What You Damn, Damns You

Anger Meditation in Four Forms - Tricycle: The Buddhist Review

What you damn, damns you.

What you place in darkness, calls you to the darkness.

Paul Selig

Paul Selig was the guest on the podcast I was listening to as I drove home yesterday. At first I was skeptical. He was described as an author and “medium.” He talks about “channeling” these other voices and entities that tell him what to write in his books. Anytime I hear outlandish claims like this, my defenses immediately go up. My first instinct is: this is a charlatan, a grifter, a scam artist. I am angered at the audacity of some of these so called mystics and the way they blatantly take advantage of their trusting, if not naïve, followers.

After listening to him speak for awhile, I did hear a lot of interesting ideas. Whether or not he actually believes he is channeling spirits that tell him these things, I have no clue. However, a couple of the things he ended up saying really struck me. Particularly the quote I shared above: What you damn, damns you. What you place in darkness, calls you to the darkness. I even tried to look it up to see if this quote could be attributed to anyone else, but wasn’t able to find it anywhere. This actually makes me curious to read at least one of Paul Selig’s books, in case there are anymore insightful tidbits like this.

I wanted to talk about that quote today and dissect it a little bit. It reminds me a lot of the famous Buddha quote: Holding on to anger is like drinking poison and expecting the other person to die. I never really realized that this idea could be expanded to encompass practically all negative emotions. Often we lash out at the world around us, thinking subconsciously that our refusal to accept someone or something will help us maintain distance from it. But in fact, that hatred, that anger, that denial, that distaste, actually allows the very things we want to avoid to have more of an effect on us. It is equanimity toward all things that will set us free.

Take a moment to reflect on some of the things (or people) that you hate. How does thinking about these things feel in your body? Perhaps you notice a tightening in your chest, a narrowing of your eyes, growing tension in your shoulders. Whatever you’re feeling, it’s likely not pleasant. Now consider how these thoughts affect whatever it is you’re thinking about. I’m guessing it doesn’t affect it at all, right? So why do we continue to lower our own vibration for the sake of anger, hatred, etc.?

Sometimes it genuinely feels as though we have no choice. We’re made to feel these emotions. That’s how I thought about things for most of my life. And at times, it’s still hard to remember I have a choice. It definitely takes a lot of practice to resist that spark of fury when someone cuts you off in traffic or offends you in one way or another. I may not ever be able to eliminate these visceral reactions from my life completely. However, just reframing the way you see things is the first step. It makes a huge difference. I used to cling to my anger and avoidance. I claimed it as part of my identity even, defined myself not only by the things I loved but by the things I hated as well. It wasn’t just hard to let go, I didn’t want to let it go. These negative feelings felt important somehow.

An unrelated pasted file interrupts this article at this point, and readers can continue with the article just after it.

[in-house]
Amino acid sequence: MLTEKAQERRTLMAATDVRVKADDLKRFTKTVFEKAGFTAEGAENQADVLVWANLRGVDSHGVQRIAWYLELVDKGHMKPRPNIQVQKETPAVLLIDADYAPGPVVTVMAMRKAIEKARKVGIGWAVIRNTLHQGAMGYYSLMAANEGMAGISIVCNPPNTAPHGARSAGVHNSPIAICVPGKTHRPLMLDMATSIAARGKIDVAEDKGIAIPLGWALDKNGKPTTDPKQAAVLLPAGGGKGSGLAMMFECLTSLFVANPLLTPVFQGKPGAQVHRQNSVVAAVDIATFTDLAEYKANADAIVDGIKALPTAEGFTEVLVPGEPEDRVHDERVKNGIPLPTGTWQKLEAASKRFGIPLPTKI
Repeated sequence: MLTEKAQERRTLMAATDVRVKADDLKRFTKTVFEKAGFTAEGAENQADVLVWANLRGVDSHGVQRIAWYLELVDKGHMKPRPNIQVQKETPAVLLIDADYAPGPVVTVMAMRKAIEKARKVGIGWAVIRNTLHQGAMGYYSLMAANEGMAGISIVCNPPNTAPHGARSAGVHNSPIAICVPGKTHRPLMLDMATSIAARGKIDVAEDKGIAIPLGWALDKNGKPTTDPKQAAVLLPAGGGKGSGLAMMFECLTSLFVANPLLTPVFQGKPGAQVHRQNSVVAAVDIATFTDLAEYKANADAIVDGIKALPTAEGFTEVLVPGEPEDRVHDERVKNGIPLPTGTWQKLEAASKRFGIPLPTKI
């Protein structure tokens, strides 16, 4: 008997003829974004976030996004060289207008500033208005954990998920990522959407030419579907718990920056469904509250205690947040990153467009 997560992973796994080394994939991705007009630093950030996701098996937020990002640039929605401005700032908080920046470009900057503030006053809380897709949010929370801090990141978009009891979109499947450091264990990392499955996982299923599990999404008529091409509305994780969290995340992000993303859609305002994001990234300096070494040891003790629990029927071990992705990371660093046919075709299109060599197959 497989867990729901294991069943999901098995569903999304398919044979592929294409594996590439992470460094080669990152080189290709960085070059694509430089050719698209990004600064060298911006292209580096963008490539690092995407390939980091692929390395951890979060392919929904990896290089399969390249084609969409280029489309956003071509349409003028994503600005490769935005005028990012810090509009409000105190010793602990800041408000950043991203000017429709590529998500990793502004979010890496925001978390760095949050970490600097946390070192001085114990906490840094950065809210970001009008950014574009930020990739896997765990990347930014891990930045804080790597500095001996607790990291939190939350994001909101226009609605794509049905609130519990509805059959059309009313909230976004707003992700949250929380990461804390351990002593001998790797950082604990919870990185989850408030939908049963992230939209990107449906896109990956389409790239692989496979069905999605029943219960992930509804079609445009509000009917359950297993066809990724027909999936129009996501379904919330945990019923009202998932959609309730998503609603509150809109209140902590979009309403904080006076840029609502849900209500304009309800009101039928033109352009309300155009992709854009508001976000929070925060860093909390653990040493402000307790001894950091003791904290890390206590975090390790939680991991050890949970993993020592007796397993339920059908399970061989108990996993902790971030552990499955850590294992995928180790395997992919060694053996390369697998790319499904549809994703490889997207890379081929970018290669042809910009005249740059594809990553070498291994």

Just noticing my own thought patterns and emotional reactions has made my life so much easier. While I’m not able to completely avoid getting angry or upset, it is a hell of a lot easier to calm myself back down and let those feelings flow through me without clinging onto them. Now I have much more energy to direct toward the things I love, the things I’m grateful for, the things that bring me peace and joy.

If you notice yourself ruminating about the things that irritate you today, try to remember that you are the only one being affected by these thoughts and feelings. Hating the slow driver in the left lane in front of you, doesn’t do anything to that driver. It doesn’t bother them, nor does it make them drive any faster. So why are you making the situation even more unpleasant by punishing yourself? Can you let it go? Do you feel resistant to letting it go? Can you get curious about why that is? Don’t be too hard on yourself if this is challenging at first. I still struggle with it all the time. The important thing is that you’re aware and you’re trying. That is something to be proud of.

One Step at a Time